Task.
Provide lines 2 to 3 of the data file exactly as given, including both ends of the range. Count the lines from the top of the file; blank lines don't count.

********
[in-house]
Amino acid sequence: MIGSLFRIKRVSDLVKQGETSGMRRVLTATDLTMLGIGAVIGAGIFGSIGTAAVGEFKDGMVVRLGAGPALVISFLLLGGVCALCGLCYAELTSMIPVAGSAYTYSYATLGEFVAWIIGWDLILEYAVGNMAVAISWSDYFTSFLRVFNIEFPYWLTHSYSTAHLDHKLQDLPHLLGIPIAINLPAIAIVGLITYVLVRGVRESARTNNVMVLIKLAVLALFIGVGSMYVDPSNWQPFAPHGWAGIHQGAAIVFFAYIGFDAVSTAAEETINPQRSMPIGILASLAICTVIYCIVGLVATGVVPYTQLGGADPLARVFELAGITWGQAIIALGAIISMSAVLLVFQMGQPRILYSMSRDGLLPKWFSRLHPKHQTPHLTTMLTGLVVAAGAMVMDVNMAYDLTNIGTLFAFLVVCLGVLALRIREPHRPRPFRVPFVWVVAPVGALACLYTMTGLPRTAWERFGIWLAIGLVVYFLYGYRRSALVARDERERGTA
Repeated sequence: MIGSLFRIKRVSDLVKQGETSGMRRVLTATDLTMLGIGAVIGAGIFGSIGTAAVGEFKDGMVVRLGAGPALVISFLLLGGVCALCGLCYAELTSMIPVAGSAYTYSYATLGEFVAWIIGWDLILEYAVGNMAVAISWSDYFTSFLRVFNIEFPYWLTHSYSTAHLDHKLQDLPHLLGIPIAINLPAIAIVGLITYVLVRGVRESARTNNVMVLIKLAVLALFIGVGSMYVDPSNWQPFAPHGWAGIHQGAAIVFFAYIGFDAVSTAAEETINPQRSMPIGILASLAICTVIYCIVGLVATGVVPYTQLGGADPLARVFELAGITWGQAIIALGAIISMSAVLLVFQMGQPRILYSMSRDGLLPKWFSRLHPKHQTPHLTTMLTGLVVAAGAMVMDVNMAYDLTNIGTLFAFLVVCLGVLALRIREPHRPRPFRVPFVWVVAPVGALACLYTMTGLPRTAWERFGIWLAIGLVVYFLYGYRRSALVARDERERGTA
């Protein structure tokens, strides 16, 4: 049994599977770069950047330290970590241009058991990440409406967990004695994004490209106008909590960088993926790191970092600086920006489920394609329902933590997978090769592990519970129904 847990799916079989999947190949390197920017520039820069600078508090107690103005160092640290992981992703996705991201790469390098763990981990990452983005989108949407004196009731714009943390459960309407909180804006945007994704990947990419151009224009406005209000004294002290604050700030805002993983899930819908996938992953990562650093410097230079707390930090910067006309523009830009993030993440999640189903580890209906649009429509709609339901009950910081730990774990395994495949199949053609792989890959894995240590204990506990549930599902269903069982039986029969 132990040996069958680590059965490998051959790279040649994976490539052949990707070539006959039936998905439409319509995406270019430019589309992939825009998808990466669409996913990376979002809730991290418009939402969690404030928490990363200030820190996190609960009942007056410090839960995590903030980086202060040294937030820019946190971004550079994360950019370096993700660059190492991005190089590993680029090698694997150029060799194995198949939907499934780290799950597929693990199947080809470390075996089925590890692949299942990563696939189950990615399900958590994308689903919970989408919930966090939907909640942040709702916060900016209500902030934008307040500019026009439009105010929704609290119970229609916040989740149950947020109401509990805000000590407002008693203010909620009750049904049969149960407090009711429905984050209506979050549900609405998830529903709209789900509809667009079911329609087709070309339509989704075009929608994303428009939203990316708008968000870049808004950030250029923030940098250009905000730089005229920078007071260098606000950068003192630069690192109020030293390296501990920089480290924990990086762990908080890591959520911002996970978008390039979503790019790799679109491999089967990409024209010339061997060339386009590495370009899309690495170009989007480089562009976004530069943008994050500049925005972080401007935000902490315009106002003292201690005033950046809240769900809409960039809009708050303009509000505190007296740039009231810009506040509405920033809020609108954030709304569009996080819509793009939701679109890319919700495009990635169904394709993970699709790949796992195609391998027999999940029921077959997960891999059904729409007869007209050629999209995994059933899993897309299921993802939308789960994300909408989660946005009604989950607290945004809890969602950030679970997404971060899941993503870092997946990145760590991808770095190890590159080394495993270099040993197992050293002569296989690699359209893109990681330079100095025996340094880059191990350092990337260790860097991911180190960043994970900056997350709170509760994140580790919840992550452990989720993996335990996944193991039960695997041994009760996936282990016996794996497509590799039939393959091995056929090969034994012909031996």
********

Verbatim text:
Amino acid sequence: MIGSLFRIKRVSDLVKQGETSGMRRVLTATDLTMLGIGAVIGAGIFGSIGTAAVGEFKDGMVVRLGAGPALVISFLLLGGVCALCGLCYAELTSMIPVAGSAYTYSYATLGEFVAWIIGWDLILEYAVGNMAVAISWSDYFTSFLRVFNIEFPYWLTHSYSTAHLDHKLQDLPHLLGIPIAINLPAIAIVGLITYVLVRGVRESARTNNVMVLIKLAVLALFIGVGSMYVDPSNWQPFAPHGWAGIHQGAAIVFFAYIGFDAVSTAAEETINPQRSMPIGILASLAICTVIYCIVGLVATGVVPYTQLGGADPLARVFELAGITWGQAIIALGAIISMSAVLLVFQMGQPRILYSMSRDGLLPKWFSRLHPKHQTPHLTTMLTGLVVAAGAMVMDVNMAYDLTNIGTLFAFLVVCLGVLALRIREPHRPRPFRVPFVWVVAPVGALACLYTMTGLPRTAWERFGIWLAIGLVVYFLYGYRRSALVARDERERGTA
Repeated sequence: MIGSLFRIKRVSDLVKQGETSGMRRVLTATDLTMLGIGAVIGAGIFGSIGTAAVGEFKDGMVVRLGAGPALVISFLLLGGVCALCGLCYAELTSMIPVAGSAYTYSYATLGEFVAWIIGWDLILEYAVGNMAVAISWSDYFTSFLRVFNIEFPYWLTHSYSTAHLDHKLQDLPHLLGIPIAINLPAIAIVGLITYVLVRGVRESARTNNVMVLIKLAVLALFIGVGSMYVDPSNWQPFAPHGWAGIHQGAAIVFFAYIGFDAVSTAAEETINPQRSMPIGILASLAICTVIYCIVGLVATGVVPYTQLGGADPLARVFELAGITWGQAIIALGAIISMSAVLLVFQMGQPRILYSMSRDGLLPKWFSRLHPKHQTPHLTTMLTGLVVAAGAMVMDVNMAYDLTNIGTLFAFLVVCLGVLALRIREPHRPRPFRVPFVWVVAPVGALACLYTMTGLPRTAWERFGIWLAIGLVVYFLYGYRRSALVARDERERGTA